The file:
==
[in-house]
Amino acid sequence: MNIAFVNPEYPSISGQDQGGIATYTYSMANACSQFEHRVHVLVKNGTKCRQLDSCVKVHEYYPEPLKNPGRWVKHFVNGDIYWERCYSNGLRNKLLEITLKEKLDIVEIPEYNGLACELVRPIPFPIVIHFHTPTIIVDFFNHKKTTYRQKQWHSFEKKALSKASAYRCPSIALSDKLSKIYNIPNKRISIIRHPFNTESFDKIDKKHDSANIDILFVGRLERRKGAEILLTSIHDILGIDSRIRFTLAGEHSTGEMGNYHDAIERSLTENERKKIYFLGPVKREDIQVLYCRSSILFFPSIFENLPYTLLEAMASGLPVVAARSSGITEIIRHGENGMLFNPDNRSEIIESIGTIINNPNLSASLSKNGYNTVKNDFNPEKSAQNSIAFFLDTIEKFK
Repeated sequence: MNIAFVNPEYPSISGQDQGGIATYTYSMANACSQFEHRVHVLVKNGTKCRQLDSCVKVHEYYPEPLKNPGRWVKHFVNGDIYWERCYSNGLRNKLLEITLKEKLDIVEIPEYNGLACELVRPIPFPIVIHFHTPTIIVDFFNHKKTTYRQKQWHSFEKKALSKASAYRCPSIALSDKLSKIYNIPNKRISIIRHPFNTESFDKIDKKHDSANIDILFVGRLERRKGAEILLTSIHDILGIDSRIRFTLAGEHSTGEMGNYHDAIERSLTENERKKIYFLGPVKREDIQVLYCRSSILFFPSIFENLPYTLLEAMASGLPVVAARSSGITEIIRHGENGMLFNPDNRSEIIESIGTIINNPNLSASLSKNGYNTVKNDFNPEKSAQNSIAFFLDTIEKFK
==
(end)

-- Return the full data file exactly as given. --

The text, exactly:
[in-house]
Amino acid sequence: MNIAFVNPEYPSISGQDQGGIATYTYSMANACSQFEHRVHVLVKNGTKCRQLDSCVKVHEYYPEPLKNPGRWVKHFVNGDIYWERCYSNGLRNKLLEITLKEKLDIVEIPEYNGLACELVRPIPFPIVIHFHTPTIIVDFFNHKKTTYRQKQWHSFEKKALSKASAYRCPSIALSDKLSKIYNIPNKRISIIRHPFNTESFDKIDKKHDSANIDILFVGRLERRKGAEILLTSIHDILGIDSRIRFTLAGEHSTGEMGNYHDAIERSLTENERKKIYFLGPVKREDIQVLYCRSSILFFPSIFENLPYTLLEAMASGLPVVAARSSGITEIIRHGENGMLFNPDNRSEIIESIGTIINNPNLSASLSKNGYNTVKNDFNPEKSAQNSIAFFLDTIEKFK
Repeated sequence: MNIAFVNPEYPSISGQDQGGIATYTYSMANACSQFEHRVHVLVKNGTKCRQLDSCVKVHEYYPEPLKNPGRWVKHFVNGDIYWERCYSNGLRNKLLEITLKEKLDIVEIPEYNGLACELVRPIPFPIVIHFHTPTIIVDFFNHKKTTYRQKQWHSFEKKALSKASAYRCPSIALSDKLSKIYNIPNKRISIIRHPFNTESFDKIDKKHDSANIDILFVGRLERRKGAEILLTSIHDILGIDSRIRFTLAGEHSTGEMGNYHDAIERSLTENERKKIYFLGPVKREDIQVLYCRSSILFFPSIFENLPYTLLEAMASGLPVVAARSSGITEIIRHGENGMLFNPDNRSEIIESIGTIINNPNLSASLSKNGYNTVKNDFNPEKSAQNSIAFFLDTIEKFK